Files can be in either PowerPoint or PDF format. Note that presentations will be distributed under the Creative Commons Attribution 3.0 Licence. Uploading your presentation is free of charge and is not followed by a review process. The upload form for your presentation, together with further information on the licence it will be distributed under, is available here. You will need to log in using your Copernicus Office User ID (using the ID of the Corresponding Author) to upload your presentation.

Presentations and posters will be linked to from their corresponding abstracts. If your presentation didn’t have an abstract (this is the case for Short Courses and others), but you still want to share it with the wider community you can consider uploading your presentation to slideshare or figshare as a PDF to share it instead.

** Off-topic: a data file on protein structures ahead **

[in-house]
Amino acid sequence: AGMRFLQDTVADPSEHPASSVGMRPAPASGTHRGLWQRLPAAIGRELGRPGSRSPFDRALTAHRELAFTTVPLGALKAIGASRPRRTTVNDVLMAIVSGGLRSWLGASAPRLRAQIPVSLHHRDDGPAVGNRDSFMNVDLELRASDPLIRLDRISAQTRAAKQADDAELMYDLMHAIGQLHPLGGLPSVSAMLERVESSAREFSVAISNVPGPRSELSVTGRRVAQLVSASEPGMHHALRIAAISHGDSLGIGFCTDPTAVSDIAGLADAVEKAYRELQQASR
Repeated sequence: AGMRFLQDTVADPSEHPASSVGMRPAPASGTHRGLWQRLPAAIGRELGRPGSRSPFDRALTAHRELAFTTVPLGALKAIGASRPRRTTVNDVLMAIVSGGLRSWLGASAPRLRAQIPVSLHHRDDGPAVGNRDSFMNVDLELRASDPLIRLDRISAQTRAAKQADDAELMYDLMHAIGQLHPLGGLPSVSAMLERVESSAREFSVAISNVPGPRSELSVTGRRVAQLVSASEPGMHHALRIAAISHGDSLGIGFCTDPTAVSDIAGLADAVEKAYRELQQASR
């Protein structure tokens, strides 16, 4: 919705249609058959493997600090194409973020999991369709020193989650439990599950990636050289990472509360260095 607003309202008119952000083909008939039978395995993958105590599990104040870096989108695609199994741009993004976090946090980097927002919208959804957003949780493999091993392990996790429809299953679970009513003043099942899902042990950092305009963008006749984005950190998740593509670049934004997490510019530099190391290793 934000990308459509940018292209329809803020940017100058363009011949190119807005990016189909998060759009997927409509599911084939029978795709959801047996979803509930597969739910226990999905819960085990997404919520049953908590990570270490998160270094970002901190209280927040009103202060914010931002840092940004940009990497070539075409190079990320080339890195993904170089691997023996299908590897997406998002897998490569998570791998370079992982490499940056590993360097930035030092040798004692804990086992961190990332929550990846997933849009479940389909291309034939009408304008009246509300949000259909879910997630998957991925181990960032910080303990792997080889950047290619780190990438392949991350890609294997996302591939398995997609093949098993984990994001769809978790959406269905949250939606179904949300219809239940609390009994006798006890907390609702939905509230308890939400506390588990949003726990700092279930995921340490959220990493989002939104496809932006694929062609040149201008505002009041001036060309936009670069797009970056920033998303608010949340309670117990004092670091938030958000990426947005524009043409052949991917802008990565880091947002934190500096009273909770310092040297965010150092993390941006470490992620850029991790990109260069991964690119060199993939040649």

Scientists share new observations from comet-chasing Rosetta Mission

Scientists share new observations from comet-chasing Rosetta Mission

Scientists working on the European Space Agency (ESA) Rosetta Mission provided an update on the comet-chaser and its lander, Philae, at the European Geosciences Union (EGU) General Assembly last week, as well as sharing new science gained from the duo so far. These new results from Rosetta were announced at a press conference on Tuesday 14 April, with additional research presented at the Rosetta scientific session on Monday and Tuesday. Nikita Marwaha reports on some of these new developments revealed in Vienna.